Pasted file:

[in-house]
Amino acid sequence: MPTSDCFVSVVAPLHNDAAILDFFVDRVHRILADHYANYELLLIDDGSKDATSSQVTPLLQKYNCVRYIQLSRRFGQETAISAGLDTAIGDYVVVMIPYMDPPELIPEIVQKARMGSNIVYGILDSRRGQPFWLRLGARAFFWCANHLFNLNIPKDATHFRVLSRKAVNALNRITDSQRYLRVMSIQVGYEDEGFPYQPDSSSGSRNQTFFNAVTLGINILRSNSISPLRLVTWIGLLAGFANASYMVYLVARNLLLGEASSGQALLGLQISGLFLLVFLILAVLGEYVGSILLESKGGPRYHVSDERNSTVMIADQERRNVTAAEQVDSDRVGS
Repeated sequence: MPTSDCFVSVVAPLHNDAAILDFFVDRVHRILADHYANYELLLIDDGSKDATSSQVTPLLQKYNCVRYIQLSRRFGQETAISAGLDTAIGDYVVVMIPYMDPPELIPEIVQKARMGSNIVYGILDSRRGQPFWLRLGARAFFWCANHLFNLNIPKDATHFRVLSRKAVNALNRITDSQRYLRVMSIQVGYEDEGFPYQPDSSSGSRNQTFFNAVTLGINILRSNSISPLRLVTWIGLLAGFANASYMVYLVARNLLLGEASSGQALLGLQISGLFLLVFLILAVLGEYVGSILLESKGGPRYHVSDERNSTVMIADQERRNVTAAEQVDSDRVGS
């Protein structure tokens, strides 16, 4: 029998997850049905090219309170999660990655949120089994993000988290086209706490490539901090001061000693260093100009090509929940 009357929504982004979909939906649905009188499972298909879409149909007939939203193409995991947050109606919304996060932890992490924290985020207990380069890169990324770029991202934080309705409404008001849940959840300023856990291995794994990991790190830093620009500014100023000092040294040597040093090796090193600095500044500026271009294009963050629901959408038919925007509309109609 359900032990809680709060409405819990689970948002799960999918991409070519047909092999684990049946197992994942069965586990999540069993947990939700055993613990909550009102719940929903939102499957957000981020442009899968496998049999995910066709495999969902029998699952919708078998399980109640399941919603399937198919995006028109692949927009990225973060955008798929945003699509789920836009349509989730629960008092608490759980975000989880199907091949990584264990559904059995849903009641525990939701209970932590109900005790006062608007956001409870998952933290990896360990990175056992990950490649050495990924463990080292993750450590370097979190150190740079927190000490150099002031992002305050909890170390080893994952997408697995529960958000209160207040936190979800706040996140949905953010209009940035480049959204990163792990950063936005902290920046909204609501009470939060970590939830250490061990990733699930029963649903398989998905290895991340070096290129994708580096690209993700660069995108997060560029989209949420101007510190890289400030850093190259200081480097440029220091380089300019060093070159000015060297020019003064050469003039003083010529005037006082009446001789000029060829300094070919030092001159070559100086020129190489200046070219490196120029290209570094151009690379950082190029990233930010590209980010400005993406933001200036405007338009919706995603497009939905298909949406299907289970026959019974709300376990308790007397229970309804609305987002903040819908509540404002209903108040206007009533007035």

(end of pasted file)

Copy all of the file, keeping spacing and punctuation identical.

[in-house]
Amino acid sequence: MPTSDCFVSVVAPLHNDAAILDFFVDRVHRILADHYANYELLLIDDGSKDATSSQVTPLLQKYNCVRYIQLSRRFGQETAISAGLDTAIGDYVVVMIPYMDPPELIPEIVQKARMGSNIVYGILDSRRGQPFWLRLGARAFFWCANHLFNLNIPKDATHFRVLSRKAVNALNRITDSQRYLRVMSIQVGYEDEGFPYQPDSSSGSRNQTFFNAVTLGINILRSNSISPLRLVTWIGLLAGFANASYMVYLVARNLLLGEASSGQALLGLQISGLFLLVFLILAVLGEYVGSILLESKGGPRYHVSDERNSTVMIADQERRNVTAAEQVDSDRVGS
Repeated sequence: MPTSDCFVSVVAPLHNDAAILDFFVDRVHRILADHYANYELLLIDDGSKDATSSQVTPLLQKYNCVRYIQLSRRFGQETAISAGLDTAIGDYVVVMIPYMDPPELIPEIVQKARMGSNIVYGILDSRRGQPFWLRLGARAFFWCANHLFNLNIPKDATHFRVLSRKAVNALNRITDSQRYLRVMSIQVGYEDEGFPYQPDSSSGSRNQTFFNAVTLGINILRSNSISPLRLVTWIGLLAGFANASYMVYLVARNLLLGEASSGQALLGLQISGLFLLVFLILAVLGEYVGSILLESKGGPRYHVSDERNSTVMIADQERRNVTAAEQVDSDRVGS
């Protein structure tokens, strides 16, 4: 029998997850049905090219309170999660990655949120089994993000988290086209706490490539901090001061000693260093100009090509929940 009357929504982004979909939906649905009188499972298909879409149909007939939203193409995991947050109606919304996060932890992490924290985020207990380069890169990324770029991202934080309705409404008001849940959840300023856990291995794994990991790190830093620009500014100023000092040294040597040093090796090193600095500044500026271009294009963050629901959408038919925007509309109609 359900032990809680709060409405819990689970948002799960999918991409070519047909092999684990049946197992994942069965586990999540069993947990939700055993613990909550009102719940929903939102499957957000981020442009899968496998049999995910066709495999969902029998699952919708078998399980109640399941919603399937198919995006028109692949927009990225973060955008798929945003699509789920836009349509989730629960008092608490759980975000989880199907091949990584264990559904059995849903009641525990939701209970932590109900005790006062608007956001409870998952933290990896360990990175056992990950490649050495990924463990080292993750450590370097979190150190740079927190000490150099002031992002305050909890170390080893994952997408697995529960958000209160207040936190979800706040996140949905953010209009940035480049959204990163792990950063936005902290920046909204609501009470939060970590939830250490061990990733699930029963649903398989998905290895991340070096290129994708580096690209993700660069995108997060560029989209949420101007510190890289400030850093190259200081480097440029220091380089300019060093070159000015060297020019003064050469003039003083010529005037006082009446001789000029060829300094070919030092001159070559100086020129190489200046070219490196120029290209570094151009690379950082190029990233930010590209980010400005993406933001200036405007338009919706995603497009939905298909949406299907289970026959019974709300376990308790007397229970309804609305987002903040819908509540404002209903108040206007009533007035």